Emily Cooper's Social Media Is an Insult to Actual Social Media Editors

She's not good at her job. She's just hot.

Emily Isn't Good at Social Media She's Just Hot
Photo: Netflix

In episode two of Emily in Paris, Netflix’s new Younger-meets-Sex and the City half-hour comedy, Emily Cooper (Lily Collins) snaps a photo of two young children (who, mind you, are not hers), and posts them to social media.

There’s nothing particularly engaging about the image, other than the fact that the children are young and blonde and very French-looking as they play-fight with a baguette, the charges of a trilingual nanny whom Emily has befriended during a quick break from the office.

She posts the image to her new Instagram account, @emilyinparis, with the caption, "#Battle Royale at the Palais Royale." A few scenes later, we see that the post has garnered thousands of likes — more than her kissy-faced selfies — and earned her a horde of new followers apparently thirsty for poorly composed images of 21st century Von Trapp children.

Emily Isn't Good at Social Media She's Just Hot

Of all the elements of the show that seem laughably unrealistic — from Emily’s paid-for studio apartment in the heart of Paris, to her disgustingly hot downstairs neighbor — her social media “prowess” is perhaps the most shockingly outlandish. The portrayal of what performs on social media, and Emily’s “knack” for the platform, is honestly disrespectful to anyone who has ever been tasked with creating content.

Is it camp? Satire? Or is the show written by a bunch of Gen Xers or Boomers whose profile photos are selfies taken in low light as they gaze down at the camera phone in their hands? Because one thing’s for sure: Emily’s social content, like the show itself, is bad.

I have another theory for why Emily’s social media accounts garner thousands of engaged fans after she posts photos of pooping dogs and a marble statue that she captions, tiresomely, “chiseled abs”: She’s hot.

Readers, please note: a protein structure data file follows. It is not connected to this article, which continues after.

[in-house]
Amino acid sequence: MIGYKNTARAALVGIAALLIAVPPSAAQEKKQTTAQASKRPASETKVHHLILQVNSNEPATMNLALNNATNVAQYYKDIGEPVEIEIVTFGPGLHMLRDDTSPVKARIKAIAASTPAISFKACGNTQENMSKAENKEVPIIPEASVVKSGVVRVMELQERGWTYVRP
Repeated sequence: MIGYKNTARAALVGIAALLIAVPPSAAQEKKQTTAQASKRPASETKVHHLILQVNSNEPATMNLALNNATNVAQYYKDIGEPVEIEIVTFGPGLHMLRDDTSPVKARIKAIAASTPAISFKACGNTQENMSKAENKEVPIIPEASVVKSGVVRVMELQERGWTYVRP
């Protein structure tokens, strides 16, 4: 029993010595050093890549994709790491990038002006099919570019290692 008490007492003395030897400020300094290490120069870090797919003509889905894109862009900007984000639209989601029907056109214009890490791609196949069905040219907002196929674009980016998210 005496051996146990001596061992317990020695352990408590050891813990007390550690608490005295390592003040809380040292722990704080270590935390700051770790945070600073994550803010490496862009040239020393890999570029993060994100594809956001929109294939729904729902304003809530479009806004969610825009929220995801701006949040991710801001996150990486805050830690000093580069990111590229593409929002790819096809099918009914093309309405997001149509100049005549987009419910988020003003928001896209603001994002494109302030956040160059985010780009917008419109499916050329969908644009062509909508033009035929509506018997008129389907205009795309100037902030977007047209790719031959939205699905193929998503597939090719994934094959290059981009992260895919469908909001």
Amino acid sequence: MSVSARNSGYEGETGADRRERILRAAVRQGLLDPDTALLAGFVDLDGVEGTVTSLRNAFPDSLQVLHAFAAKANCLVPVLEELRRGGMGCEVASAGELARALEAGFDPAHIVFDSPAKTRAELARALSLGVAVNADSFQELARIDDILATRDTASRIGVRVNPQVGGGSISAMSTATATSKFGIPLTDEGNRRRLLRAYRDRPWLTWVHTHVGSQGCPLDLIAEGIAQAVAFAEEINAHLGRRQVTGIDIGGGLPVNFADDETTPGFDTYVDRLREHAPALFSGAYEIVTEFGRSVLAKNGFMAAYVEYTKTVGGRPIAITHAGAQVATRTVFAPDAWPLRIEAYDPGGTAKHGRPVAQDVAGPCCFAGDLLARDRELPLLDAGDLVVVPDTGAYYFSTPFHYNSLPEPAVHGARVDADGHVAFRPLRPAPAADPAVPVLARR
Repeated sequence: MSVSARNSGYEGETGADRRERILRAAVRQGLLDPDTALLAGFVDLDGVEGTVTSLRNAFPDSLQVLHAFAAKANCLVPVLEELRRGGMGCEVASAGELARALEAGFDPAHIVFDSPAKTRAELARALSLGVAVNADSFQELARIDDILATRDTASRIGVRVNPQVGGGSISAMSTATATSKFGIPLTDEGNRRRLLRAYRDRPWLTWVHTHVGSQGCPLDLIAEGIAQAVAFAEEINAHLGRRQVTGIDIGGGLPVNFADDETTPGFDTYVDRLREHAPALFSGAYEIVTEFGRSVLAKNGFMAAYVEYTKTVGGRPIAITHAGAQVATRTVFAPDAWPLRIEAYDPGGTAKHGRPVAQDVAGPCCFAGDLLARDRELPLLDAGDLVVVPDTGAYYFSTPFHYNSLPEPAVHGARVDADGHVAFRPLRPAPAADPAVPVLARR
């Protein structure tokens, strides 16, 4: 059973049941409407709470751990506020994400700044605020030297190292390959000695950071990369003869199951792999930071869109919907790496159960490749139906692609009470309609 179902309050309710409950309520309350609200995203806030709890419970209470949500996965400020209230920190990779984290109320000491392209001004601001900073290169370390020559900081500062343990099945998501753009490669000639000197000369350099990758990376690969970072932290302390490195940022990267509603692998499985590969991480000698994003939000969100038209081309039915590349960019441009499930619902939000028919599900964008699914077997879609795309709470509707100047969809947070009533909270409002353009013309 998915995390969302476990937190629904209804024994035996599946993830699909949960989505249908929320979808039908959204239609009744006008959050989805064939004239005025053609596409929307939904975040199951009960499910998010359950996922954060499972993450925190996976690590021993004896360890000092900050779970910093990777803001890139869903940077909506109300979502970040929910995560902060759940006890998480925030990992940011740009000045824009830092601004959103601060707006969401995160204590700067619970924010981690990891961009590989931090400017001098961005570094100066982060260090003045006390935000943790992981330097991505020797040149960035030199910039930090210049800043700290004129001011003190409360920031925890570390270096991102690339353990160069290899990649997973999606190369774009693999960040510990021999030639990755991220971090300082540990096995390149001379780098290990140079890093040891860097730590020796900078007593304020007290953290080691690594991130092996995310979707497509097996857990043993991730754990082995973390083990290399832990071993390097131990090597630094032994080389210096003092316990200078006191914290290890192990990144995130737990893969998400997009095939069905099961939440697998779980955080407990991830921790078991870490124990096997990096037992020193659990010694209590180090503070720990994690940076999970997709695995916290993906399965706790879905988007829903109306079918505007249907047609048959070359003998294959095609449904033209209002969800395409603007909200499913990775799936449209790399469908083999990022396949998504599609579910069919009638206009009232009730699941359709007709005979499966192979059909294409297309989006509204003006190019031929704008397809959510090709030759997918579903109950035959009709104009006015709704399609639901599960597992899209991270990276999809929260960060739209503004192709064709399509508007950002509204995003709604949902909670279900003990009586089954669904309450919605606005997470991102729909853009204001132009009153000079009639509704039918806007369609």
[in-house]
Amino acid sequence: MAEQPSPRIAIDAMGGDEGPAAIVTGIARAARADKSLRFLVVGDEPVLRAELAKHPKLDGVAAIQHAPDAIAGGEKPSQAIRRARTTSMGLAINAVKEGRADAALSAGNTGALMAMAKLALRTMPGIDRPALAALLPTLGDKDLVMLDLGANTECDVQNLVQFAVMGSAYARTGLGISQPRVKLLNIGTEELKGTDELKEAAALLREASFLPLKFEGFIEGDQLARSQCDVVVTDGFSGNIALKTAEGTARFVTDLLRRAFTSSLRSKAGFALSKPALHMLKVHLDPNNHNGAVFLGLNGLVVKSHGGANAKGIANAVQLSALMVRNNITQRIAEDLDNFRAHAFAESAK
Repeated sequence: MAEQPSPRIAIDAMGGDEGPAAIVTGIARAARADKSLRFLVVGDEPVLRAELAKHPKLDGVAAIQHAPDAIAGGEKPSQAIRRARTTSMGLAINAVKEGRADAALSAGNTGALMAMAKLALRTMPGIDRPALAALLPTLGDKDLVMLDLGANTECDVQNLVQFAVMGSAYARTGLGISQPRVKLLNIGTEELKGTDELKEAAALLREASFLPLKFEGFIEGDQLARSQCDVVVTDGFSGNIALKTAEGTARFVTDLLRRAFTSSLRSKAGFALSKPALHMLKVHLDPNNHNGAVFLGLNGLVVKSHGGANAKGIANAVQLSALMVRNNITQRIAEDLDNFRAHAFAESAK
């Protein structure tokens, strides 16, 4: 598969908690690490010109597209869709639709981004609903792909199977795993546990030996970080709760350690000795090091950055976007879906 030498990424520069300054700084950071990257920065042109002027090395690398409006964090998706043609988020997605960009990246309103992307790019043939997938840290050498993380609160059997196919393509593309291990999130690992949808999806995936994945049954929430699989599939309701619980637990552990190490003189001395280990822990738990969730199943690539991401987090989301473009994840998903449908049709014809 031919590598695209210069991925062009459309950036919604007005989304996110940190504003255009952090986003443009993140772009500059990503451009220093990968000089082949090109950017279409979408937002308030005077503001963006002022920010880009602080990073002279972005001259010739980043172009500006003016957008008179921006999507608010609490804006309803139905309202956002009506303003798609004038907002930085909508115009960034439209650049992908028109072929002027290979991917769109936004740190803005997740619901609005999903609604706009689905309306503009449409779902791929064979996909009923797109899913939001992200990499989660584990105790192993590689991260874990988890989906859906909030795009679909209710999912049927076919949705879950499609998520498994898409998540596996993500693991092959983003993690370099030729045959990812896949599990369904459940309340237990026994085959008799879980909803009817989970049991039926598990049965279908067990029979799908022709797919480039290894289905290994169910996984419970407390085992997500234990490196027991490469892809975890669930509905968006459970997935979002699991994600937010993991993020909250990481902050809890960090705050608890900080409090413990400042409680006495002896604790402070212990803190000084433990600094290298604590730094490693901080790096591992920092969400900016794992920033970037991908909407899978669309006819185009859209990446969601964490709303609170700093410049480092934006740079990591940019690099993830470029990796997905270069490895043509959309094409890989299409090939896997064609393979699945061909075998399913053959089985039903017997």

At this point, you don’t need a $1,000 ticket to an “influencer conference” where you must refer to fellow attendees as #bossladies, to be aware of the fact that selfies outperform photos of food, or your view, or a dog taking a shit, Every. Single. Time. And if you’re conventionally hot — read: thin, white, and dressed in couture chaos by Patricia Fields herself — it doesn’t take much for those likes to start popping off.

To confirm my theory, I reached out to 3 social media editors. Here’s what they had to say.

Peyton Dix, Special Projects Editor at InStyle

"Although I am obsessed with the show (I live for white mess), I would both block and report little miss @emilyinparis in an instant. She uses hashtags not a single soul would engage with, proposes half-baked social projects, and goes viral by reclaiming the vagina?? The latter is actually probably the most accurate. Anyway, the best friend should be the lead."

Meg Zukin, Senior Social at Variety

"Emily starts off with 48 followers. My grandma currently has 162. The problem for me with this show is its foundation. No 20-something who works in digital media (and probably was in a sorority at a Midwestern school?) would have such a small following. Her trajectory from selling pharmaceuticals to launching campaigns for luxury goods is completely unbelievable to me. Her ideas aren’t bad, but in the real world she would need to show some KPIs (or at least a deck!) before executing."

Hunter Harris, Staff Writer at Vulture

"It feels realistic that a white girl with dark lipstick and soft curls can say the words "social media" and convince Boomers she knows what she’s talking about. This girl walks around typing out HASHTAGS and saying the word ENGAGEMENT and these French people just let her rock. Sounds about white."

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